Citing the cybersecurity concerns in the commercial off-the-shelf (COTS) drones, the Department of Defense banned the United States Marine Corps from using them.
“The DoD Inspector Normal discovered that the DoD has not carried out an enough course of to evaluate cybersecurity dangers related to utilizing COTS Unmanned Aerial Programs,” stated a policy memo signed by the Deputy Secretary of Protection Patrick Shanahan.
As a part of the ‘Quads for Squads’ program, the Corps had received 600 of the ‘Instant Eye’ quadcopters and 200 more are yet to be received. The drones, designed to navigate compact spaces, would have been used for local surveillance. According to the memo, the drones will be banned “until the DoD identifies and fields a solution to mitigate known cybersecurity risks,” the memo states.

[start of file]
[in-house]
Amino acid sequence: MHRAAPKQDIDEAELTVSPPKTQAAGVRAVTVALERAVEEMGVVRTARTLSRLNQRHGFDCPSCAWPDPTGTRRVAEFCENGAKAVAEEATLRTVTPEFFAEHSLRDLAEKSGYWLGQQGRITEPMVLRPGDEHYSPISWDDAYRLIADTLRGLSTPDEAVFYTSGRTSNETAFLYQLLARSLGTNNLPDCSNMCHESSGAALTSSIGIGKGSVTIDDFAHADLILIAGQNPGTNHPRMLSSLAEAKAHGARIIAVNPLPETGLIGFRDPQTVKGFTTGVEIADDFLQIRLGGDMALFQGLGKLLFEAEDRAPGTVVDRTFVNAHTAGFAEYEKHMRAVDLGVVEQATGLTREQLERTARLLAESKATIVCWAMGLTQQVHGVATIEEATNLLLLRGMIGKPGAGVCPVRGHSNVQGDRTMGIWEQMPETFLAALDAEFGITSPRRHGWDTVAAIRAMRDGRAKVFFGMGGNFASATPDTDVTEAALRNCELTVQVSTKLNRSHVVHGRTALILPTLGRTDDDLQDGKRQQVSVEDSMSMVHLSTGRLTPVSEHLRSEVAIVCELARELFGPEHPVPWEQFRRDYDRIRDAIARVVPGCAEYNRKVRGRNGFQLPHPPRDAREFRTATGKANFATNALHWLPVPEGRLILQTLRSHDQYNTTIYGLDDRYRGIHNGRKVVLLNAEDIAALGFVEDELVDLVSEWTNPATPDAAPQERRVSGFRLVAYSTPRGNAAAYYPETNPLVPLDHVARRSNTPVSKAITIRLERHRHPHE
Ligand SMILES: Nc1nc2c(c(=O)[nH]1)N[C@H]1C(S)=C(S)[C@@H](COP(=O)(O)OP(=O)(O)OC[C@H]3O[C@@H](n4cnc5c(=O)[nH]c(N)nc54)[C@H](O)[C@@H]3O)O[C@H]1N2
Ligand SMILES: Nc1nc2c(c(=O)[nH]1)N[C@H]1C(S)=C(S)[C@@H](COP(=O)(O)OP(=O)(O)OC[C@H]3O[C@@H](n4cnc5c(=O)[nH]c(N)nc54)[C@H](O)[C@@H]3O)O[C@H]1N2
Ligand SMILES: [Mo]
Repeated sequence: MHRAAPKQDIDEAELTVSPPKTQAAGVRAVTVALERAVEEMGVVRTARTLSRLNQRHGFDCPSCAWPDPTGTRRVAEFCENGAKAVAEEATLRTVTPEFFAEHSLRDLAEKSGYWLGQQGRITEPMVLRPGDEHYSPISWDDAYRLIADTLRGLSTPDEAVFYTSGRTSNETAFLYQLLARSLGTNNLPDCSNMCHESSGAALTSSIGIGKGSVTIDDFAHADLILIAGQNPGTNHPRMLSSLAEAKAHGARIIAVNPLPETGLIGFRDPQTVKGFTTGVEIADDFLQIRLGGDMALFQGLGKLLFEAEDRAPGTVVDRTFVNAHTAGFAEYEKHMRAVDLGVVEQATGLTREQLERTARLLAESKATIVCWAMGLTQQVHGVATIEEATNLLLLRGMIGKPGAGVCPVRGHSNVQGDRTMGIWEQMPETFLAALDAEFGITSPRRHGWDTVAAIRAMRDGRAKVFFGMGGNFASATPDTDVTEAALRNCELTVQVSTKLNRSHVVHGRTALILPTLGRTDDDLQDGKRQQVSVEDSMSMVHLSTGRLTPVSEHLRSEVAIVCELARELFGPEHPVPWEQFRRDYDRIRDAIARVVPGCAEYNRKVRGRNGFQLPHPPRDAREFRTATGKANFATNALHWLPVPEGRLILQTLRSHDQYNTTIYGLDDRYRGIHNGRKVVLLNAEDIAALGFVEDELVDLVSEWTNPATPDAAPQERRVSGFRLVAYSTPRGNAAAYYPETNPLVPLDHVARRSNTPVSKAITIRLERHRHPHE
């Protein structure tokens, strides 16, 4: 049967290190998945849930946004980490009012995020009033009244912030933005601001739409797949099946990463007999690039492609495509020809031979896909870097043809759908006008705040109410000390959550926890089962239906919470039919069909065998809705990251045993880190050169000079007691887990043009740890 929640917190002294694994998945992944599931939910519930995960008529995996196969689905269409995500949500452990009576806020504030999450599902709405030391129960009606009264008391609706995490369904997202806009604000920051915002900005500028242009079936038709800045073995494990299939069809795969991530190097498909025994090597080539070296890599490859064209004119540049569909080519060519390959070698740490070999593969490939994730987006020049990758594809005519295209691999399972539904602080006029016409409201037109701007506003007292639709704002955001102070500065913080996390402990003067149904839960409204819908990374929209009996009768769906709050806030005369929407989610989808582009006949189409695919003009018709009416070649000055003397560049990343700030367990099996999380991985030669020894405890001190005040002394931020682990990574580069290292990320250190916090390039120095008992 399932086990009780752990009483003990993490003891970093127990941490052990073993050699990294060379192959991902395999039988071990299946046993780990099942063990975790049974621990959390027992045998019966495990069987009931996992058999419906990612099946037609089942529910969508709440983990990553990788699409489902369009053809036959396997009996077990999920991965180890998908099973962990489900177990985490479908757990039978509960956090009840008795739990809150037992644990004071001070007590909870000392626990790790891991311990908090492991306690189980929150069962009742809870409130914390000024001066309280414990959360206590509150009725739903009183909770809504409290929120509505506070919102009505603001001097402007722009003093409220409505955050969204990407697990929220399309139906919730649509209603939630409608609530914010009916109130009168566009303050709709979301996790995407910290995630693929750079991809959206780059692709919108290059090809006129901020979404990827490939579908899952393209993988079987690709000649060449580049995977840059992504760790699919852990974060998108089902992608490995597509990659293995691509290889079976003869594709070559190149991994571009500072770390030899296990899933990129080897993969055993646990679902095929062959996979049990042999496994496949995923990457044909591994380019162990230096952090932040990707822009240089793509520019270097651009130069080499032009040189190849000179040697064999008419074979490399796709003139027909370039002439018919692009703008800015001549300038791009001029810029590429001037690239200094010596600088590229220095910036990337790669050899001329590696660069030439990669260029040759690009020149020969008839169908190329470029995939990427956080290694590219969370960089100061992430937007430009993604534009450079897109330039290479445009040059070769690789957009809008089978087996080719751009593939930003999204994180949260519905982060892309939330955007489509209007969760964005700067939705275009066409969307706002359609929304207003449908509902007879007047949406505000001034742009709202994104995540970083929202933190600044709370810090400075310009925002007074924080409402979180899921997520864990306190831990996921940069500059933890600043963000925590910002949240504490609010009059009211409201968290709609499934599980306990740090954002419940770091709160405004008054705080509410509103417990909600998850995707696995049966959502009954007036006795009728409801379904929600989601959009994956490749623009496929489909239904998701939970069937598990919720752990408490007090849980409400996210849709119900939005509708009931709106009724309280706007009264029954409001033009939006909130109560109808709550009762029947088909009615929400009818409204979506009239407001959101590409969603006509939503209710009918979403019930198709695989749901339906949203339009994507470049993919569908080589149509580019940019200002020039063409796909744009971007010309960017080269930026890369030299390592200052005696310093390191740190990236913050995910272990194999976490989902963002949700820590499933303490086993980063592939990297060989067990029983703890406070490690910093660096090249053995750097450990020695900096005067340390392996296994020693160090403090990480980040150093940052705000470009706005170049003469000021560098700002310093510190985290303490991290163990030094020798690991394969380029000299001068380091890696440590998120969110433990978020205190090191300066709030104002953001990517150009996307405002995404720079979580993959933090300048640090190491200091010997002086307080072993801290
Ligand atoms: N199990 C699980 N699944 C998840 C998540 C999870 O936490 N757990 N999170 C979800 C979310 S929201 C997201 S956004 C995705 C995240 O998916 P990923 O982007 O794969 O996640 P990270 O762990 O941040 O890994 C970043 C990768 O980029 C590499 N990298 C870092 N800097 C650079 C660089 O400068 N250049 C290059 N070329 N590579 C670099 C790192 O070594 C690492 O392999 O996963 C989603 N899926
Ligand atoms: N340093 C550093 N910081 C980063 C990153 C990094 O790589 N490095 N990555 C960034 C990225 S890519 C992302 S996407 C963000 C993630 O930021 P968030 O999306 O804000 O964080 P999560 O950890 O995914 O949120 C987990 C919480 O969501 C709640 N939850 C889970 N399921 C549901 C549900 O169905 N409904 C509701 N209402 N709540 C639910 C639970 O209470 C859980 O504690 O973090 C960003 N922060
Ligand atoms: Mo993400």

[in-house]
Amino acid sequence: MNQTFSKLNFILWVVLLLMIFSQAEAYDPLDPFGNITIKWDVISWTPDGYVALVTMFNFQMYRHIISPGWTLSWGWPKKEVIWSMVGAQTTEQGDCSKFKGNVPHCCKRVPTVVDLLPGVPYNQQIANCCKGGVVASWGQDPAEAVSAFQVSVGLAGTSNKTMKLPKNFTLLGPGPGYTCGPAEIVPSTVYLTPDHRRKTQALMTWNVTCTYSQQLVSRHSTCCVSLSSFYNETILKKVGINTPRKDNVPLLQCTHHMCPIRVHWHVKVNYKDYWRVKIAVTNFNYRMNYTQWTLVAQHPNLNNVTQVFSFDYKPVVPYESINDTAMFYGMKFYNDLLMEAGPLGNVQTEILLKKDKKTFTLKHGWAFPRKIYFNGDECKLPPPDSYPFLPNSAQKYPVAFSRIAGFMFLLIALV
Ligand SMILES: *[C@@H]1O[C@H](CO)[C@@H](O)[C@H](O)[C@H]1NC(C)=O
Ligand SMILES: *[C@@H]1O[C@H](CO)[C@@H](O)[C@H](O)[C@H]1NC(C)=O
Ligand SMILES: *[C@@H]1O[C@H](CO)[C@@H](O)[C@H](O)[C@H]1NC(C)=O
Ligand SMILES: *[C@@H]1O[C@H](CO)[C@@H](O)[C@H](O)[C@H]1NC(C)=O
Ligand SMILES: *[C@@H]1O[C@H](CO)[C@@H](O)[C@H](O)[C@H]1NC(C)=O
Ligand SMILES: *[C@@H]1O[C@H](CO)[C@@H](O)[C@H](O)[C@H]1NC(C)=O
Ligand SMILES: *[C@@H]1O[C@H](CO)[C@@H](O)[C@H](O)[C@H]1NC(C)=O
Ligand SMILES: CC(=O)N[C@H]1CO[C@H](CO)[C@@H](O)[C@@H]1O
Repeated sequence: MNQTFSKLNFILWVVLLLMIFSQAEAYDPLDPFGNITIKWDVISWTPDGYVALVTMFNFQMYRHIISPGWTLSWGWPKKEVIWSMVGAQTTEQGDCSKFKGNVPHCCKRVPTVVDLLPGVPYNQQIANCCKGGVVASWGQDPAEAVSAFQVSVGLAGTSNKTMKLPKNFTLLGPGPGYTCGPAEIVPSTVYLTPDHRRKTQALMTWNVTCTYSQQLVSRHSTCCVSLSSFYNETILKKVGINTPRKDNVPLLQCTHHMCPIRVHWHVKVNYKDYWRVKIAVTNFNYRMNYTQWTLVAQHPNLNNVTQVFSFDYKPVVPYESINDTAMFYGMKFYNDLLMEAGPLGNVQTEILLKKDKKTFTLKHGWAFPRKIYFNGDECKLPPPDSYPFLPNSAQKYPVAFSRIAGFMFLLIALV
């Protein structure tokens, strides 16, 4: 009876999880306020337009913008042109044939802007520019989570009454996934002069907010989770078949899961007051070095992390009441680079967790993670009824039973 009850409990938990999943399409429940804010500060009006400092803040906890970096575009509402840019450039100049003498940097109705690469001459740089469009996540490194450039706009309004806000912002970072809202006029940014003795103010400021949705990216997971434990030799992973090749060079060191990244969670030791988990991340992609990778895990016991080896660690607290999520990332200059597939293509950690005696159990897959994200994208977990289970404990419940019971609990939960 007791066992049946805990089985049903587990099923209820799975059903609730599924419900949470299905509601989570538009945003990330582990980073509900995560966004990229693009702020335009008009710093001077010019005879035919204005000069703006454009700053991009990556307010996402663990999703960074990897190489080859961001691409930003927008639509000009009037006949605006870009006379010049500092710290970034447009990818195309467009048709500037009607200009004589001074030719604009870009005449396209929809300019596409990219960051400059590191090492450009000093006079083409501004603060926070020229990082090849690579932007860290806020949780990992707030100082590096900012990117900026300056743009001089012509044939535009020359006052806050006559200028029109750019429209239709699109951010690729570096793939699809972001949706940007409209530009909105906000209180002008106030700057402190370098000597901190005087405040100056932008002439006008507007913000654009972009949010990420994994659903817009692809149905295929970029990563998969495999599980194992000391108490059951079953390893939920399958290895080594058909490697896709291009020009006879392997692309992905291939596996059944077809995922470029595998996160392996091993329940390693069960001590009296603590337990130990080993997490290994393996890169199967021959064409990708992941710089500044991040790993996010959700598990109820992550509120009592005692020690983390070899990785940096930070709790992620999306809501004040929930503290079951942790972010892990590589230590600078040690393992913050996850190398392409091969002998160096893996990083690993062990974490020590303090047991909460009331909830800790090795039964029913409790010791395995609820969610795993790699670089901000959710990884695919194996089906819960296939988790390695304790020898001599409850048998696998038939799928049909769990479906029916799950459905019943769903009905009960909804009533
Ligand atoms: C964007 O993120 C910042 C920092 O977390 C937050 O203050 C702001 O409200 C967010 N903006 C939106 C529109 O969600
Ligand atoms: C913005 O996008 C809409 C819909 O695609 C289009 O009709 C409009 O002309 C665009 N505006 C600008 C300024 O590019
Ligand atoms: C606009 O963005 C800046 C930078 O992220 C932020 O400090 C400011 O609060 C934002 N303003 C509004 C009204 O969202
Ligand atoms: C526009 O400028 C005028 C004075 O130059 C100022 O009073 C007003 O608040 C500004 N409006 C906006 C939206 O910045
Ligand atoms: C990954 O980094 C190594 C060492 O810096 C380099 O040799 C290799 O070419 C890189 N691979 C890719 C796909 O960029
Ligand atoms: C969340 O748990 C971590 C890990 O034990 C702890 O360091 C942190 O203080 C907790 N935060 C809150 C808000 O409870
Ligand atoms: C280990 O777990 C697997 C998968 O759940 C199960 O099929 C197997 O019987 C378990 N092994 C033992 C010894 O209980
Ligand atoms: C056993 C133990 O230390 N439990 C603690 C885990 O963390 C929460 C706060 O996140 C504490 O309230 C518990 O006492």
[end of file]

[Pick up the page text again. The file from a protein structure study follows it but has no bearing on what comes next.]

This is not the first time cybersecurity concerns have been raised for drones. Last year, PacSec researcher Jonathan Andersson developed a hardware that is capable of hijacking drones. Dubbed as the Icarus (creator of Labyrinth) from the Greek mythology, the hardware module only needs to be with the range of a drone to hijack it with commands. A video posted by Kaspersky Labs showed Icarus taking control of a drone mid-air within 11 milliseconds of launch. In fact, it can affect any radio controlled device which uses the popular DSMx radio platform.